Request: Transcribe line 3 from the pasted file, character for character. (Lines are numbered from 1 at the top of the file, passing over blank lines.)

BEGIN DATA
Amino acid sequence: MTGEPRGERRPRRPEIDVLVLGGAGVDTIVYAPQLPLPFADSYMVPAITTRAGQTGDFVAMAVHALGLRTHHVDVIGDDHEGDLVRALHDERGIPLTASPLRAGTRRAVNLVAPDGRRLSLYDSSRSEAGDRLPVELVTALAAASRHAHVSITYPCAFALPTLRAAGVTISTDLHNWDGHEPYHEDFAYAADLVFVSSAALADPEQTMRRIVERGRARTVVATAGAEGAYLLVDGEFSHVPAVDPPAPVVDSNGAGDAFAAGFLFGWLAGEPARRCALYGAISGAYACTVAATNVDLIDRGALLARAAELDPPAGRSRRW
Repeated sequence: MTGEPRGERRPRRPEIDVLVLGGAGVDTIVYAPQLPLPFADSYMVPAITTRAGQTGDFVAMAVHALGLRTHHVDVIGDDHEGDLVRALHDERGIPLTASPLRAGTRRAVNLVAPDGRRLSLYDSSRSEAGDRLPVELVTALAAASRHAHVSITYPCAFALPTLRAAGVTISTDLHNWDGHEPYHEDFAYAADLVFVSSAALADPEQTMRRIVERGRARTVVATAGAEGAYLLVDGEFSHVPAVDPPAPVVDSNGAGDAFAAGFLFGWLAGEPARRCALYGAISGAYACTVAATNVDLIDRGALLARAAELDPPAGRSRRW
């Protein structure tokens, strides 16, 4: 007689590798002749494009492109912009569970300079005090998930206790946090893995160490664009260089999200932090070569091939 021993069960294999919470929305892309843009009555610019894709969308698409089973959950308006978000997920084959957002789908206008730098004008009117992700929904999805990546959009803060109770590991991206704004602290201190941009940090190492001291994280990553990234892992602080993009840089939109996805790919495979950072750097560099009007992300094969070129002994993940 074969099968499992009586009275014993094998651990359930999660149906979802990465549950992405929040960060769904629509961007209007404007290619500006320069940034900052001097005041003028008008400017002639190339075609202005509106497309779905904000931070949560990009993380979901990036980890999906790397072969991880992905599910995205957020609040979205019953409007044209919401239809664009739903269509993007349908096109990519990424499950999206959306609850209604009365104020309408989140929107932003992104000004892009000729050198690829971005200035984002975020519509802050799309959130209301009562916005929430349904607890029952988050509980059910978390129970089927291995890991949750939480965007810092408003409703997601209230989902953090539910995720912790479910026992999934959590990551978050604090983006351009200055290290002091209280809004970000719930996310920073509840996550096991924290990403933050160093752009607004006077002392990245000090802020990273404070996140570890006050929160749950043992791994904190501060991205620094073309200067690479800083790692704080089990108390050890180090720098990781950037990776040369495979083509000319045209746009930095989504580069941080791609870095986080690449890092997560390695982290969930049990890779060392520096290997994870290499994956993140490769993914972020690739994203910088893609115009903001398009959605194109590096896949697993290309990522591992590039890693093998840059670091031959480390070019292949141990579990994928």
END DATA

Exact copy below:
């Protein structure tokens, strides 16, 4: 007689590798002749494009492109912009569970300079005090998930206790946090893995160490664009260089999200932090070569091939 021993069960294999919470929305892309843009009555610019894709969308698409089973959950308006978000997920084959957002789908206008730098004008009117992700929904999805990546959009803060109770590991991206704004602290201190941009940090190492001291994280990553990234892992602080993009840089939109996805790919495979950072750097560099009007992300094969070129002994993940 074969099968499992009586009275014993094998651990359930999660149906979802990465549950992405929040960060769904629509961007209007404007290619500006320069940034900052001097005041003028008008400017002639190339075609202005509106497309779905904000931070949560990009993380979901990036980890999906790397072969991880992905599910995205957020609040979205019953409007044209919401239809664009739903269509993007349908096109990519990424499950999206959306609850209604009365104020309408989140929107932003992104000004892009000729050198690829971005200035984002975020519509802050799309959130209301009562916005929430349904607890029952988050509980059910978390129970089927291995890991949750939480965007810092408003409703997601209230989902953090539910995720912790479910026992999934959590990551978050604090983006351009200055290290002091209280809004970000719930996310920073509840996550096991924290990403933050160093752009607004006077002392990245000090802020990273404070996140570890006050929160749950043992791994904190501060991205620094073309200067690479800083790692704080089990108390050890180090720098990781950037990776040369495979083509000319045209746009930095989504580069941080791609870095986080690449890092997560390695982290969930049990890779060392520096290997994870290499994956993140490769993914972020690739994203910088893609115009903001398009959605194109590096896949697993290309990522591992590039890693093998840059670091031959480390070019292949141990579990994928």